Third round (2): Illinois G Hugh Thornton to Indianapolis (No. 86 overall); Penn State DT Jordan Hill to Seattle (No. 87 overall)
Fourth round (5): Illinois DT Akeem Spence to Tampa Bay (No. 100 overall); Michigan State TE Dion Sims to Miami (No. 106 overall); Penn State LB Gerald Hodges to Minnesota (No. 120 overall); Michigan State DE William Gholston to Tampa Bay (No. 126 overall)
Fifth round (4): Michigan RB Denard Robinson to Jacksonville (No. 135 overall); Illinois CB Terry Hawthorne to Pittsburgh (No. 150 overall); Iowa CB Micah Hyde to Green Bay (No. 159 overall); Wisconsin OT Ricky Wagner to Baltimore (No. 168)
Seventh round (4): Penn State LB Michael Mauti to Minnesota (No. 213 overall); Illinois DE Michael Buchanan to New England (No. 226 overall); Ohio State OT Reid Fragel to Cincinnati (No. 240 overall); Nebraska S Daimion Stafford to Tennessee (No. 248 overall)
Penn State: 3
Michigan State: 3
Ohio State: 3
Former Penn State wide receiver Justin Brown, who last summer transferred to Oklahoma, was a sixth round pick of the Pittsburgh Steelers. Former Michigan running back Michael Cox, who finished his career at Massachusetts, went to the New York Giants in the seventh round -- one spot above Mr. Irrelevant.
And, finally, some thoughts on the picks, the draft and the Big Ten ...
The Big Ten still can hang its hat on defensive linemen and running backs. It produced two of the first three running backs selected in Bell and Ball, both of whom went before Alabama bulldozer Eddie Lacy in the second round. I really like the fits for both Bell (Steelers) and Ball (Broncos). Steelers coach Mike Tomlin had been scouting Bell for some time. Ball grew up a Denver Broncos fan and now gets to play alongside Peyton Manning.
All six Big Ten underclassmen who declared for the draft were picked before the end of the fourth round. It's hard to fault any of the decisions, and players like Wisconsin's Frederick and Michigan State's Bell clearly made the right call. Michigan State's Gholston possibly could have boosted his draft stock with another year in school, but he ends up in a decent spot with Tampa Bay.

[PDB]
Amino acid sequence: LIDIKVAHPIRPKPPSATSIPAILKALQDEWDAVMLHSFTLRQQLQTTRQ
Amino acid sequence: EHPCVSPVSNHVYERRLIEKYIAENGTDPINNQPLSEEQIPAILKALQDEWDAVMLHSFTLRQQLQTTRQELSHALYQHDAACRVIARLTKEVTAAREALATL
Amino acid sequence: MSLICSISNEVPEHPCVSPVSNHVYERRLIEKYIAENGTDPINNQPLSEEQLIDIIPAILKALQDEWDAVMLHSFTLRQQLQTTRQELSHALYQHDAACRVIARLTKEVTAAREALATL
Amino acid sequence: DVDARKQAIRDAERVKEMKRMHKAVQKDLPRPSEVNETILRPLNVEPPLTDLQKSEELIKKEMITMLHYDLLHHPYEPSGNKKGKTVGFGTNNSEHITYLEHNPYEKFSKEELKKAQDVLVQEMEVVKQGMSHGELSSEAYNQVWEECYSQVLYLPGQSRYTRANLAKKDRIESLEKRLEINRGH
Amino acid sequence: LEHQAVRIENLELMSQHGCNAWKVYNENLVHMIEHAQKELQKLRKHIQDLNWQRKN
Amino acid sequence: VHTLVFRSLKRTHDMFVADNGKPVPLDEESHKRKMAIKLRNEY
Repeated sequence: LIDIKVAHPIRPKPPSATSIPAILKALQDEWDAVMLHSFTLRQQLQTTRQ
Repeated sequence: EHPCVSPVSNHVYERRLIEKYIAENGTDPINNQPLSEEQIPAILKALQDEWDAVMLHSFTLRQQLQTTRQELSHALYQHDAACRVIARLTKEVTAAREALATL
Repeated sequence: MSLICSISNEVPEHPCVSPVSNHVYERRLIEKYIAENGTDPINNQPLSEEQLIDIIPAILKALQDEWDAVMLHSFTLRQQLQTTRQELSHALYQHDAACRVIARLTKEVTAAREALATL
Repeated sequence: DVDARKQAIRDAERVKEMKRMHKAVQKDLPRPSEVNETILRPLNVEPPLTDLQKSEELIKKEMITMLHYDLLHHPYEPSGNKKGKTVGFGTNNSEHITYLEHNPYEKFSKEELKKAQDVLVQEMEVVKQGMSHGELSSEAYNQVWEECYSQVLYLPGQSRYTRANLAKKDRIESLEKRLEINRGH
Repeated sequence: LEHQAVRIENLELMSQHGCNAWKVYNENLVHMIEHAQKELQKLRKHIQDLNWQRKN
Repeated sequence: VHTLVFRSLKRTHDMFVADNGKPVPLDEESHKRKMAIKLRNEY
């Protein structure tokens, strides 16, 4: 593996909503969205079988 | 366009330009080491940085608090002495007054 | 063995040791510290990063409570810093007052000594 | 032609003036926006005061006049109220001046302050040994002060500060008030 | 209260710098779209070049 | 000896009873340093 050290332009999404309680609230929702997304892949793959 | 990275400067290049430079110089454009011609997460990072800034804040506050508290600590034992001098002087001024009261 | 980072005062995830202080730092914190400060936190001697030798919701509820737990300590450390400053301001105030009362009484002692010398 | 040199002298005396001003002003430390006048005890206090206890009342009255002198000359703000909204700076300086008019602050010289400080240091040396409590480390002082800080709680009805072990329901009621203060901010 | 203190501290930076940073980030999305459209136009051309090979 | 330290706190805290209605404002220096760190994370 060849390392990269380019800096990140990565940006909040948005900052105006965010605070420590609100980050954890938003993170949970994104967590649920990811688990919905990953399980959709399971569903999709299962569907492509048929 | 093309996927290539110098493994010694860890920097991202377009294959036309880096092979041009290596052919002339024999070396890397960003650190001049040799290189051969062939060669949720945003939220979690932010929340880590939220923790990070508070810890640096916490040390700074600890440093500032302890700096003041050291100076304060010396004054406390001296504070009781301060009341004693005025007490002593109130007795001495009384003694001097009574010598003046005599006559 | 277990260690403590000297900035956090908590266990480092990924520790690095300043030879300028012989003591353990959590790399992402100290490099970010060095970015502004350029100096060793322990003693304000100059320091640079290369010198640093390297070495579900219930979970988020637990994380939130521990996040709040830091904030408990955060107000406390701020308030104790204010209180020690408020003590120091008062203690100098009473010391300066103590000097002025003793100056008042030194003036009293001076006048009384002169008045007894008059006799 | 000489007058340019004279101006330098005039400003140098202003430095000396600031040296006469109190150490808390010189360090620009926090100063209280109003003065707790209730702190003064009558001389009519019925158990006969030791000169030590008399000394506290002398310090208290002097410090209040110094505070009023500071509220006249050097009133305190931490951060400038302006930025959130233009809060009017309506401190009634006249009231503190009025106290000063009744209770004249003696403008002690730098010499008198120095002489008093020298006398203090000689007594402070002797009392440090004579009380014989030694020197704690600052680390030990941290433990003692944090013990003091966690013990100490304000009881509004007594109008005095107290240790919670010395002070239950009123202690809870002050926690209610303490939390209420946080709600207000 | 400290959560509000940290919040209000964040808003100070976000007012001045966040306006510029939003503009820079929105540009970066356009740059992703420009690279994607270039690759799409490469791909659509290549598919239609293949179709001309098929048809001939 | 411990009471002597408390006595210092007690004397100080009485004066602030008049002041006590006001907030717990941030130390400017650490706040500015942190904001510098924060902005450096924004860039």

The Denard Robinson watch proved to be one of the Big Ten's most intriguing draft story lines. It had a final twist as the Jacksonville Jaguars picked Robinson to play running back. Robinson played quarterback for Michigan but had trained for the draft as a wide receiver. He played a bit of running back at the end of last season after injuring his elbow. I think Jacksonville could be a good spot for Robinson, a Florida native who should be very marketable in the community. He needs time to shape his skills as a pro back but certainly can help a team with his speed.
The three positions that continue to hold back the Big Ten are quarterback, wide receiver and cornerback. The league had no traditional quarterbacks or wide receivers drafted. Illinois' Hawthorne and Iowa's Hyde were the only corners taken. Michigan State's Johnny Adams, projected by some as a first-round pick entering last season, didn't hear his name called during the draft. The corner spot should get a boost next year as players like Ohio State's Bradley Roby and Michigan State's Darqueze Dennard come out, but the Big Ten still lags way behind in producing NFL-caliber quarterbacks and receivers.
It will be interesting to see how draft trends change with certain teams. Can Wisconsin maintain its recent run of elite offensive linemen under the new staff? Illinois' bizarre stretch of big draft classes from struggling teams might be coming to an end. Ohio State and Michigan figure to have much bigger draft outputs next year. Northwestern has upgraded its talent in recruiting, but will it translate into better draft success after the numbers have gone down the past few years?
We'll have a full rundown of the Big Ten's undrafted free-agent signings, but I was surprised that players like Michigan State's Adams, Ohio State WR/TE Jake Stoneburner, Penn State C Matt Stankiewitch and Ohio State FB Zach Boren didn't hear their names called.
The gap between the Big Ten and the SEC not only is widening on the field, but on the NFL draft boards.While the SEC produced a record 63 picks in the 2013 NFL draft -- eight more than any conference in any draft in the modern era and 32 more than the next-best conference (ACC) in this year's draft -- the Big Ten endured a mostly forgettable three days at New York's Radio City Music Hall.